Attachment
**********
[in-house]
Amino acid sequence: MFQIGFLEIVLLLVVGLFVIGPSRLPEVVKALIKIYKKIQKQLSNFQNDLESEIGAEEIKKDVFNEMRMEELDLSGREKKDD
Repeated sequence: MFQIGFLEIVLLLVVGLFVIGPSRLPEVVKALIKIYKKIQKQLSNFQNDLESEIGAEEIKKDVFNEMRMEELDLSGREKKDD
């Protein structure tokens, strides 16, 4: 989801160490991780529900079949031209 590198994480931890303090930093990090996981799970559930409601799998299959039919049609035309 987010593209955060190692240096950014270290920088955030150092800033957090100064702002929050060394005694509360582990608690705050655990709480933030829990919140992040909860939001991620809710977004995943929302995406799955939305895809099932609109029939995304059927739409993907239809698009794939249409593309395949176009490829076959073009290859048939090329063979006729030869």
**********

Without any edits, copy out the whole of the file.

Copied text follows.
[in-house]
Amino acid sequence: MFQIGFLEIVLLLVVGLFVIGPSRLPEVVKALIKIYKKIQKQLSNFQNDLESEIGAEEIKKDVFNEMRMEELDLSGREKKDD
Repeated sequence: MFQIGFLEIVLLLVVGLFVIGPSRLPEVVKALIKIYKKIQKQLSNFQNDLESEIGAEEIKKDVFNEMRMEELDLSGREKKDD
């Protein structure tokens, strides 16, 4: 989801160490991780529900079949031209 590198994480931890303090930093990090996981799970559930409601799998299959039919049609035309 987010593209955060190692240096950014270290920088955030150092800033957090100064702002929050060394005694509360582990608690705050655990709480933030829990919140992040909860939001991620809710977004995943929302995406799955939305895809099932609109029939995304059927739409993907239809698009794939249409593309395949176009490829076959073009290859048939090329063979006729030869």